Garda Commissioner Martin Callinan has strongly rejected claims of collusion by a member of his force with the IRA that led to the murders of two senior PSNI officers twenty four years ago.
He also accused the PSNI of failing to co-operate fully with the Smithwick tribunal, which was set up to examine the collusion allegations.
For the past eight years the tribunal has been investigating the claims that the officers, Chief Supt Harry Breen and Supt Bob Buchanan were murdered by the Provisional IRA as they were returning from a visit to Dundalk garda station, because of a garda tip off.
The murders were carried out on March 20, 1989.
At the final day of public hearings, counsel for the Garda Commissioner, Mr Diarmaid McGuinness, dismissed the allegations as not merely nonsense but "nonsense on stilts".
He said three formers of the garda force, Owen Corrigan, Leo Colton and Finbarr Hickey had at differen stages of the tribunal been described as the source of a tip off to the IRA that led to the fatal ambush of the then RUC officers.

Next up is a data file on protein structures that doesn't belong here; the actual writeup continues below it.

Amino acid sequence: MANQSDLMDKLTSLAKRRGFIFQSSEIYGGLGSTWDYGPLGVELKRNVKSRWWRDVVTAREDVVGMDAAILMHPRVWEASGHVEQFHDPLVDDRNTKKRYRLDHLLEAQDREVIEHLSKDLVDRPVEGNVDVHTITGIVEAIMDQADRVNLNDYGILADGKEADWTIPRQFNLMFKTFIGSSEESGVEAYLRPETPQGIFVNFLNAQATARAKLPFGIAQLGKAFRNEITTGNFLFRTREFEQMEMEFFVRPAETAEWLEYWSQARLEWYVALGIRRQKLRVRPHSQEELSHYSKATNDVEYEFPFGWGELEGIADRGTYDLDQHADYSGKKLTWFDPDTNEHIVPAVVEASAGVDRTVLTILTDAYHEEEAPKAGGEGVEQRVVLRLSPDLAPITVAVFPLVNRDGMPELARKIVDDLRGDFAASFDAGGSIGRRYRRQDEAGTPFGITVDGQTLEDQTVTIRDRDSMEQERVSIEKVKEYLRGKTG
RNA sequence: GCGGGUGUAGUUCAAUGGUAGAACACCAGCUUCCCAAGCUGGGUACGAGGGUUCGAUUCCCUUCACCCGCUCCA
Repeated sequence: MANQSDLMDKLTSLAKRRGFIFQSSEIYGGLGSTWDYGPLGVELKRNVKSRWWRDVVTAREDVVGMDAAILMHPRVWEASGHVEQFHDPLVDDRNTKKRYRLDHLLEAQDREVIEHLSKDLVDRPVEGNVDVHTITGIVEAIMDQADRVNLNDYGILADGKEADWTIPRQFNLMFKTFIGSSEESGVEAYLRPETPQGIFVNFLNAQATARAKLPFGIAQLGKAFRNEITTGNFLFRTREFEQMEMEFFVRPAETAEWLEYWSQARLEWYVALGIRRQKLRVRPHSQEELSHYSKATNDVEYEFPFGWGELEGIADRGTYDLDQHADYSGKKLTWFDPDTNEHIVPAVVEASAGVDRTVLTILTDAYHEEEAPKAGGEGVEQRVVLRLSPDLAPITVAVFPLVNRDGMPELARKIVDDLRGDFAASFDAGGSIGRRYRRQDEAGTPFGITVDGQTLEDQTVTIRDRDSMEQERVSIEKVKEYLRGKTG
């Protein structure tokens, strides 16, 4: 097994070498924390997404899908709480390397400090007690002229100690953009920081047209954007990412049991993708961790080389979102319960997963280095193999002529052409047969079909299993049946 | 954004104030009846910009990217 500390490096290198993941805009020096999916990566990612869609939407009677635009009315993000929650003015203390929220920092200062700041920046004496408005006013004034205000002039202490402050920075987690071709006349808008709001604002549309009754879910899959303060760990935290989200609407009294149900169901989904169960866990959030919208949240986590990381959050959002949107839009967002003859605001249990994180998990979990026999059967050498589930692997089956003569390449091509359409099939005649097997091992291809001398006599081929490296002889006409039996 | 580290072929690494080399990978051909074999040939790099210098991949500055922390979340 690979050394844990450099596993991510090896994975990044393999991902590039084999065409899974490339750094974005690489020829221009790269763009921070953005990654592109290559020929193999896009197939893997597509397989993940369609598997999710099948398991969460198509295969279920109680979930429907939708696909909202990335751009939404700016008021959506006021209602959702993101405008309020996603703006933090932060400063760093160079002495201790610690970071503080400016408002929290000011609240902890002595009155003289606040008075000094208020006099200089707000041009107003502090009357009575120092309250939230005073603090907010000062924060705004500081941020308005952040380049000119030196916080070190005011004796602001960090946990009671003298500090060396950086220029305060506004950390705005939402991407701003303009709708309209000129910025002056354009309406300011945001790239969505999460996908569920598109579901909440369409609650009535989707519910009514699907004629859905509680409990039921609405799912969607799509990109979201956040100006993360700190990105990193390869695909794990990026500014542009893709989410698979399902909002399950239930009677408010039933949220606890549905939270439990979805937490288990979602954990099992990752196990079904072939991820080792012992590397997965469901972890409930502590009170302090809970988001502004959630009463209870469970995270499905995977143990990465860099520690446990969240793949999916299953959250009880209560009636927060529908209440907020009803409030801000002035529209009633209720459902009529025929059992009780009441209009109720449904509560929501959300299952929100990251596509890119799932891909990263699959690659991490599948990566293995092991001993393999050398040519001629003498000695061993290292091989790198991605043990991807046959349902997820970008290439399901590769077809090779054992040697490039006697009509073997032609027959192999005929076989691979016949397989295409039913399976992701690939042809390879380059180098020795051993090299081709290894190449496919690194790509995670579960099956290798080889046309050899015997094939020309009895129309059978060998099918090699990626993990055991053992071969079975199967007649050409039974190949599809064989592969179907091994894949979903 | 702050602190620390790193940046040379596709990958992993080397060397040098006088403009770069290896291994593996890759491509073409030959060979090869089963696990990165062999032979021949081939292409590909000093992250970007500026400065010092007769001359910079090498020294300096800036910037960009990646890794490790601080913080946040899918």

But towards the end of the tribunal new evidence was given by PSNI assistant chief constable, Drew Harris, that the IRA informant was neither of the three but either an unknown female at Dundalk garda station who made a phone call to an unknown member of the IRA or else an unidentified administrator somewhere in the Republic.
Mr McGuinness said the tribunal had not been give the full details of that intelligence or when it had been received.
There was no evidence to back up the statement by the assistant chief constable that this intelligence was reliable.
He accused the PSNI of failing to co-operate with the Garda Siochana after earlier stating they would share the intelligence with them as well as failing the Breen and Buchanan families and failing the tribunal.
And he said it was the submission of the garda that there was nothing to support the claims that collusion leading up to the murders ever existed.